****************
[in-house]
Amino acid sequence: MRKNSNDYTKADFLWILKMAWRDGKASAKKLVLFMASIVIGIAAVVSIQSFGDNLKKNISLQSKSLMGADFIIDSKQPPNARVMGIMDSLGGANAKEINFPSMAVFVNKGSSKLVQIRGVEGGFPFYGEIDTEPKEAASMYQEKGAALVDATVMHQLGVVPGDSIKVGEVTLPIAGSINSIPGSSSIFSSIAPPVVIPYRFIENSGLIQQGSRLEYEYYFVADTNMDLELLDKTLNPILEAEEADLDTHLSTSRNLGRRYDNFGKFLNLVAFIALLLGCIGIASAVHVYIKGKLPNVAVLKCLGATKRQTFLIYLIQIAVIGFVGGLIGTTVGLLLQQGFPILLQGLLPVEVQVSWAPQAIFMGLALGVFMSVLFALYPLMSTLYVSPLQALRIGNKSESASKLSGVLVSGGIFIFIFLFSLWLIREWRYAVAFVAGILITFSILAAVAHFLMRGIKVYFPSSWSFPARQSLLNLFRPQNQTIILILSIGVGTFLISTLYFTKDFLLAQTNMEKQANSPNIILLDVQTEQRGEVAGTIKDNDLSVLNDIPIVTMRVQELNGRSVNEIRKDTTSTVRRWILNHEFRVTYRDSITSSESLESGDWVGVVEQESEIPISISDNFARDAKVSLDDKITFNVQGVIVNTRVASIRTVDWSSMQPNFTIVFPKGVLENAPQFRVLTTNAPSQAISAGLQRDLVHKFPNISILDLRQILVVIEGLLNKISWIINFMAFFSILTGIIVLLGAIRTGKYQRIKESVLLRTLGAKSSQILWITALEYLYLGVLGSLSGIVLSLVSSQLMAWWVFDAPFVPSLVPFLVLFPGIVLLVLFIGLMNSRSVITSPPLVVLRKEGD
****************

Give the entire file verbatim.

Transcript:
[in-house]
Amino acid sequence: MRKNSNDYTKADFLWILKMAWRDGKASAKKLVLFMASIVIGIAAVVSIQSFGDNLKKNISLQSKSLMGADFIIDSKQPPNARVMGIMDSLGGANAKEINFPSMAVFVNKGSSKLVQIRGVEGGFPFYGEIDTEPKEAASMYQEKGAALVDATVMHQLGVVPGDSIKVGEVTLPIAGSINSIPGSSSIFSSIAPPVVIPYRFIENSGLIQQGSRLEYEYYFVADTNMDLELLDKTLNPILEAEEADLDTHLSTSRNLGRRYDNFGKFLNLVAFIALLLGCIGIASAVHVYIKGKLPNVAVLKCLGATKRQTFLIYLIQIAVIGFVGGLIGTTVGLLLQQGFPILLQGLLPVEVQVSWAPQAIFMGLALGVFMSVLFALYPLMSTLYVSPLQALRIGNKSESASKLSGVLVSGGIFIFIFLFSLWLIREWRYAVAFVAGILITFSILAAVAHFLMRGIKVYFPSSWSFPARQSLLNLFRPQNQTIILILSIGVGTFLISTLYFTKDFLLAQTNMEKQANSPNIILLDVQTEQRGEVAGTIKDNDLSVLNDIPIVTMRVQELNGRSVNEIRKDTTSTVRRWILNHEFRVTYRDSITSSESLESGDWVGVVEQESEIPISISDNFARDAKVSLDDKITFNVQGVIVNTRVASIRTVDWSSMQPNFTIVFPKGVLENAPQFRVLTTNAPSQAISAGLQRDLVHKFPNISILDLRQILVVIEGLLNKISWIINFMAFFSILTGIIVLLGAIRTGKYQRIKESVLLRTLGAKSSQILWITALEYLYLGVLGSLSGIVLSLVSSQLMAWWVFDAPFVPSLVPFLVLFPGIVLLVLFIGLMNSRSVITSPPLVVLRKEGD